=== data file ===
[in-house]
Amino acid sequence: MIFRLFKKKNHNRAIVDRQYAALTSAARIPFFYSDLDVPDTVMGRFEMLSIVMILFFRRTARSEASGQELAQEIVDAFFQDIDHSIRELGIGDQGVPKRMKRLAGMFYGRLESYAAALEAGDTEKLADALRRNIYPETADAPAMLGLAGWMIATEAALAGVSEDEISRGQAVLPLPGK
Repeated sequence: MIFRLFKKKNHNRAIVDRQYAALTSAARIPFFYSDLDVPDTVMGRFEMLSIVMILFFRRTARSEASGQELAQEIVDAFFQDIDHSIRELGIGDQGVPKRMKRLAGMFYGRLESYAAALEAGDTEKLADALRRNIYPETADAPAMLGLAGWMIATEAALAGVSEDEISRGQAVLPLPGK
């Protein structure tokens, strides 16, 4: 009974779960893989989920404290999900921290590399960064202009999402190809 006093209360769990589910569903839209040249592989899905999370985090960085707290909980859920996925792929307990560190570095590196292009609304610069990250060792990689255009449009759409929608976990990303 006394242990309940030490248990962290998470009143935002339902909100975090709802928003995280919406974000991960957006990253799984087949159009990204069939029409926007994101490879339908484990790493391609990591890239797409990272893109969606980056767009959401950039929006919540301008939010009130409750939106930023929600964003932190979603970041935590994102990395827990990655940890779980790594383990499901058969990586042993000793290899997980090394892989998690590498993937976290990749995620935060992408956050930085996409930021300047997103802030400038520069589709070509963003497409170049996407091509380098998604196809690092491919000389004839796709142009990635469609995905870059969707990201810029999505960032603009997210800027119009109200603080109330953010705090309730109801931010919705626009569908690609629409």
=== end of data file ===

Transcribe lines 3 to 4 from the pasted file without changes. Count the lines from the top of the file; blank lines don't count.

Repeated sequence: MIFRLFKKKNHNRAIVDRQYAALTSAARIPFFYSDLDVPDTVMGRFEMLSIVMILFFRRTARSEASGQELAQEIVDAFFQDIDHSIRELGIGDQGVPKRMKRLAGMFYGRLESYAAALEAGDTEKLADALRRNIYPETADAPAMLGLAGWMIATEAALAGVSEDEISRGQAVLPLPGK
């Protein structure tokens, strides 16, 4: 009974779960893989989920404290999900921290590399960064202009999402190809 006093209360769990589910569903839209040249592989899905999370985090960085707290909980859920996925792929307990560190570095590196292009609304610069990250060792990689255009449009759409929608976990990303 006394242990309940030490248990962290998470009143935002339902909100975090709802928003995280919406974000991960957006990253799984087949159009990204069939029409926007994101490879339908484990790493391609990591890239797409990272893109969606980056767009959401950039929006919540301008939010009130409750939106930023929600964003932190979603970041935590994102990395827990990655940890779980790594383990499901058969990586042993000793290899997980090394892989998690590498993937976290990749995620935060992408956050930085996409930021300047997103802030400038520069589709070509963003497409170049996407091509380098998604196809690092491919000389004839796709142009990635469609995905870059969707990201810029999505960032603009997210800027119009109200603080109330953010705090309730109801931010919705626009569908690609629409």